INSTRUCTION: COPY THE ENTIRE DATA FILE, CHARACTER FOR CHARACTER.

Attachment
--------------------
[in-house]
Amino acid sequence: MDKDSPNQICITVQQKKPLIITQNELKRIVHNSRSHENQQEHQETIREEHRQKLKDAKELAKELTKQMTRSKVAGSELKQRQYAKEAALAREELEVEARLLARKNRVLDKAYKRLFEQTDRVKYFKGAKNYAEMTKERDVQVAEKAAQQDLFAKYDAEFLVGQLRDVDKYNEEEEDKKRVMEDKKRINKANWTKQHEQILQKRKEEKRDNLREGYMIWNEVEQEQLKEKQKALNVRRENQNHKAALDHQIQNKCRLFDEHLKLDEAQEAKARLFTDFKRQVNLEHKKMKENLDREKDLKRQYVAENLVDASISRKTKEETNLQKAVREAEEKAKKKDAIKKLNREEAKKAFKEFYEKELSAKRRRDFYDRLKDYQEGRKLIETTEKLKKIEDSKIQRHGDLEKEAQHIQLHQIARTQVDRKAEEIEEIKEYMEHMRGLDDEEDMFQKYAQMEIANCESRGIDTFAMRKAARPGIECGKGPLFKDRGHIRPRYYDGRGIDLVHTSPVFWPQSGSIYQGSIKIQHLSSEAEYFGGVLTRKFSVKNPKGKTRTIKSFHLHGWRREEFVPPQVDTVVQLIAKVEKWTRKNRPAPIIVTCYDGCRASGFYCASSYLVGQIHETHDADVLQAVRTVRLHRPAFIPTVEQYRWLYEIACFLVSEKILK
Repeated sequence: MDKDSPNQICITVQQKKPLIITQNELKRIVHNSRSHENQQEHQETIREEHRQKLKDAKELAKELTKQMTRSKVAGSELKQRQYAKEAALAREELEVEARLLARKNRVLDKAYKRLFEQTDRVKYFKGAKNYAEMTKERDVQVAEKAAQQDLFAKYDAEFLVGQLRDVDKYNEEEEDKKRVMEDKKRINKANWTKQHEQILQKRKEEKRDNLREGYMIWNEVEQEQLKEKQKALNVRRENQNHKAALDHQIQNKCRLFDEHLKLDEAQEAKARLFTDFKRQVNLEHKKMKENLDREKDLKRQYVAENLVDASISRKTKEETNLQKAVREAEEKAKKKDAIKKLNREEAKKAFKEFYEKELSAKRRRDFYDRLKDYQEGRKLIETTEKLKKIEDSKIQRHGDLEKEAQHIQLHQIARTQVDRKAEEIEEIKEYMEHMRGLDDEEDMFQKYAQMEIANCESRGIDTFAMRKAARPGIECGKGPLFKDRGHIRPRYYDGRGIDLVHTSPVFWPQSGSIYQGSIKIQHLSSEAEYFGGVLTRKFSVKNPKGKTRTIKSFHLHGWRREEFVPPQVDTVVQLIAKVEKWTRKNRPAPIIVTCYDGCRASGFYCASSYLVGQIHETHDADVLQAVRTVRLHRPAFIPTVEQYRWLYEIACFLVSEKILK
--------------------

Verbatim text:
[in-house]
Amino acid sequence: MDKDSPNQICITVQQKKPLIITQNELKRIVHNSRSHENQQEHQETIREEHRQKLKDAKELAKELTKQMTRSKVAGSELKQRQYAKEAALAREELEVEARLLARKNRVLDKAYKRLFEQTDRVKYFKGAKNYAEMTKERDVQVAEKAAQQDLFAKYDAEFLVGQLRDVDKYNEEEEDKKRVMEDKKRINKANWTKQHEQILQKRKEEKRDNLREGYMIWNEVEQEQLKEKQKALNVRRENQNHKAALDHQIQNKCRLFDEHLKLDEAQEAKARLFTDFKRQVNLEHKKMKENLDREKDLKRQYVAENLVDASISRKTKEETNLQKAVREAEEKAKKKDAIKKLNREEAKKAFKEFYEKELSAKRRRDFYDRLKDYQEGRKLIETTEKLKKIEDSKIQRHGDLEKEAQHIQLHQIARTQVDRKAEEIEEIKEYMEHMRGLDDEEDMFQKYAQMEIANCESRGIDTFAMRKAARPGIECGKGPLFKDRGHIRPRYYDGRGIDLVHTSPVFWPQSGSIYQGSIKIQHLSSEAEYFGGVLTRKFSVKNPKGKTRTIKSFHLHGWRREEFVPPQVDTVVQLIAKVEKWTRKNRPAPIIVTCYDGCRASGFYCASSYLVGQIHETHDADVLQAVRTVRLHRPAFIPTVEQYRWLYEIACFLVSEKILK
Repeated sequence: MDKDSPNQICITVQQKKPLIITQNELKRIVHNSRSHENQQEHQETIREEHRQKLKDAKELAKELTKQMTRSKVAGSELKQRQYAKEAALAREELEVEARLLARKNRVLDKAYKRLFEQTDRVKYFKGAKNYAEMTKERDVQVAEKAAQQDLFAKYDAEFLVGQLRDVDKYNEEEEDKKRVMEDKKRINKANWTKQHEQILQKRKEEKRDNLREGYMIWNEVEQEQLKEKQKALNVRRENQNHKAALDHQIQNKCRLFDEHLKLDEAQEAKARLFTDFKRQVNLEHKKMKENLDREKDLKRQYVAENLVDASISRKTKEETNLQKAVREAEEKAKKKDAIKKLNREEAKKAFKEFYEKELSAKRRRDFYDRLKDYQEGRKLIETTEKLKKIEDSKIQRHGDLEKEAQHIQLHQIARTQVDRKAEEIEEIKEYMEHMRGLDDEEDMFQKYAQMEIANCESRGIDTFAMRKAARPGIECGKGPLFKDRGHIRPRYYDGRGIDLVHTSPVFWPQSGSIYQGSIKIQHLSSEAEYFGGVLTRKFSVKNPKGKTRTIKSFHLHGWRREEFVPPQVDTVVQLIAKVEKWTRKNRPAPIIVTCYDGCRASGFYCASSYLVGQIHETHDADVLQAVRTVRLHRPAFIPTVEQYRWLYEIACFLVSEKILK